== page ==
Last edited: 31 Mar 2012
  13. Awoken

    Awoken Gazing at the stars

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    We've got our first sponsor and the boys have been set loose with my electronics kit. Chaos will shortly ensue!
     
  14. Kiliv

    Kiliv New Member

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    I've been planning something similar to this and considered the pi etc too, will be interested to see how this works out
     
  15. Awoken

    Awoken Gazing at the stars

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    The engineering and ICT teams are busy talking over the plans for their different areas and the sponsorship campaign is starting to get underway. We're on target to afford the first test launch and we're now trying to get together enough for a second launch, our own radio (which could be used for all future launches as our current radio is on loan) and an HD Video Camera (hopefully a Go Pro to film the balloon's journey into the outer atmosphere). The project is generating a quiet buzz around school and I am looking to make this a regular project so that more pupils can have the experience. I'm also thinking about how I could build upon the excitement surrounding the project in the future. Nobody else on the staff is interested in combining electronics, computing, engineering and mathematics so there are lots of possibilities for the future (use of the dedicated classroom at Birmingham Airport to teach pupils about the aerospace industry, trips to hacker spaces, the Big Bang event, fpv robotics etc) but for the moment I'm just going to aim to help the pupils make this project a real success.
     
    Last edited: 24 Jun 2012
  16. dancingbear84

    dancingbear84 error 404

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    This sounds like a brilliant project. When your guys and girls get a Web site and twitter feed or Facebook presence post the links and I will bounce them around. I have no skills in that area or 250k spare behind the sofa I'm afraid, but I can forward a link!? :)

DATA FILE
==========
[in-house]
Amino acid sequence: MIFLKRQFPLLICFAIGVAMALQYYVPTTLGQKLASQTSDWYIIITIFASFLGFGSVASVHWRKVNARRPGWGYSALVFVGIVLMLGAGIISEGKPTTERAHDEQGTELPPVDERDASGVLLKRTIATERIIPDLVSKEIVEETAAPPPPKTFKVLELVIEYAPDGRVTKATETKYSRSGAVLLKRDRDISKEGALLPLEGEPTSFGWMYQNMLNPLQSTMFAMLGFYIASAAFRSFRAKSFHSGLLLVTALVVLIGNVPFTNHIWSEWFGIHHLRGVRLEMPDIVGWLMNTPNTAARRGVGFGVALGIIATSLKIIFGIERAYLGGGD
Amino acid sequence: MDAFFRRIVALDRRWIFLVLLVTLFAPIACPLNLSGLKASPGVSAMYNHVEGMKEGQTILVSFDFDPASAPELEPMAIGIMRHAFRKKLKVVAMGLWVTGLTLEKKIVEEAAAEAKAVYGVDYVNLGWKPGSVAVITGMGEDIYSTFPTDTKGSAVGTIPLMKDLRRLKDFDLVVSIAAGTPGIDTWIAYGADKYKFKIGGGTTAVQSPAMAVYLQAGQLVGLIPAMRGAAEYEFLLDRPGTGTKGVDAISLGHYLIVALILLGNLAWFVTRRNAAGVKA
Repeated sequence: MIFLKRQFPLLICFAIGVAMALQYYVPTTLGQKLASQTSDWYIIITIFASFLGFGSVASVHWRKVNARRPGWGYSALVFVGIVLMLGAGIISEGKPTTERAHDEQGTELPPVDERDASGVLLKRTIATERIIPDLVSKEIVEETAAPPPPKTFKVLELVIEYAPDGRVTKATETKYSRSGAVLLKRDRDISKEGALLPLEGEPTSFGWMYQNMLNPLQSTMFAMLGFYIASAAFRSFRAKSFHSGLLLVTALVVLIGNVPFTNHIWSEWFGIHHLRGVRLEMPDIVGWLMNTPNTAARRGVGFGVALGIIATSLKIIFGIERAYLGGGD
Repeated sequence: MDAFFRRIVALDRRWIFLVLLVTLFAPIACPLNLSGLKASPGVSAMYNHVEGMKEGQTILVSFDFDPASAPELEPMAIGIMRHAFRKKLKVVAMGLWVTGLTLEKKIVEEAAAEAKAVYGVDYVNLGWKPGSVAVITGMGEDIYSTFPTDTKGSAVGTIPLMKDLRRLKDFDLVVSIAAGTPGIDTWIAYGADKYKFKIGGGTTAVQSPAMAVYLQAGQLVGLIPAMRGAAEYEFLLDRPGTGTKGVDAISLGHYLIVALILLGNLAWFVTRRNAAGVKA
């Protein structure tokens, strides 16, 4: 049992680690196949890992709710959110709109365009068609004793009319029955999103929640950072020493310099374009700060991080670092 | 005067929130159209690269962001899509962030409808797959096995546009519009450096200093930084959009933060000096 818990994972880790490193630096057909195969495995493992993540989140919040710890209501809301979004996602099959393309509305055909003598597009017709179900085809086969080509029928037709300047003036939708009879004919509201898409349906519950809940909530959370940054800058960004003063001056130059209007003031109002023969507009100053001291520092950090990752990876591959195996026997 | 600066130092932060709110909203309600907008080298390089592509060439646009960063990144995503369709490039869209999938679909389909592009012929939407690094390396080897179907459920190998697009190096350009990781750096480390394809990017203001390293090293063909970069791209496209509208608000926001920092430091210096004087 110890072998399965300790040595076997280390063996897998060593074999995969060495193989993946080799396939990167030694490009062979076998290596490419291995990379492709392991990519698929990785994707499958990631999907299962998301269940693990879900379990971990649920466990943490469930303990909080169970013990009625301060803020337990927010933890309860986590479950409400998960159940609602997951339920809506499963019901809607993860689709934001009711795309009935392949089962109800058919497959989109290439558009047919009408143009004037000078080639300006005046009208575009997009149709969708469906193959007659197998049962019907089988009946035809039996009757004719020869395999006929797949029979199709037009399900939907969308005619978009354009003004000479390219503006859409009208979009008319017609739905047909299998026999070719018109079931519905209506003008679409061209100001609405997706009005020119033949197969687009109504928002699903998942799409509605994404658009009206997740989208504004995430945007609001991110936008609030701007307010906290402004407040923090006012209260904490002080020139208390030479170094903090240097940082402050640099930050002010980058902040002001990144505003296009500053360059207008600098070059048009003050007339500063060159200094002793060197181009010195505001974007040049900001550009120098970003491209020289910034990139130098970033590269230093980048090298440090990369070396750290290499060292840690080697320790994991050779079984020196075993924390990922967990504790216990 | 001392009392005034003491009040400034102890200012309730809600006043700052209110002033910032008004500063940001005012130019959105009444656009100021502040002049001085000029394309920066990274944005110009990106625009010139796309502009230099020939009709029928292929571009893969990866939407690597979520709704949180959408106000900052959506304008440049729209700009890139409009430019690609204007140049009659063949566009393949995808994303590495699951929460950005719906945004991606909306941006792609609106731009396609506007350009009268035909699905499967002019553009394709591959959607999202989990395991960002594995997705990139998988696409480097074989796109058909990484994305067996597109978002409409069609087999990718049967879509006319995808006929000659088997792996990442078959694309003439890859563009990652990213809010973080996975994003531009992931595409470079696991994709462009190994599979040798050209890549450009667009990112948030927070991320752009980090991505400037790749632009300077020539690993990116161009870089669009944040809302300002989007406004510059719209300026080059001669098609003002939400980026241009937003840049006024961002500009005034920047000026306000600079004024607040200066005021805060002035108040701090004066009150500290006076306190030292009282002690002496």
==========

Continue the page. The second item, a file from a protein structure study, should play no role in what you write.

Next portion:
17. Awoken

    Awoken Gazing at the stars

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    Work on the project is halted for exams (most of the students involved are in y12). We'll begin again mid-June. Until then :dremel:
     
  18. Awoken

    Awoken Gazing at the stars

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    With exams over work begins again. There have been a few exciting developments including the initial draft of the website, the establishment of a twitter account and the receipt of a lot more electronics. Now we get started in earnest.
     
  19. Awoken

    Awoken Gazing at the stars

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    Thanks to a glut of UCAS references and end of term reports I've been unable to find the time to post. After a well deserved summer holiday the project is getting going again and we have much progress to share along with official test flight and final launch dates! Watch this space over the next two weeks.
     
  20. Awoken

    Awoken Gazing at the stars

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    New updates are up with more to follow. We are now looking to include an Android phone in the payload to act as a back up tracking system for this flight (although we plan to code an app for it on future flights which will enable us to take advantage of its sensors). If you have a phone you would be willing to donate please drop me a PM. Such a donation would make a big difference to the project and we can arrange a mention on the website as well as mementoes from the final flight for anyone who can help us out.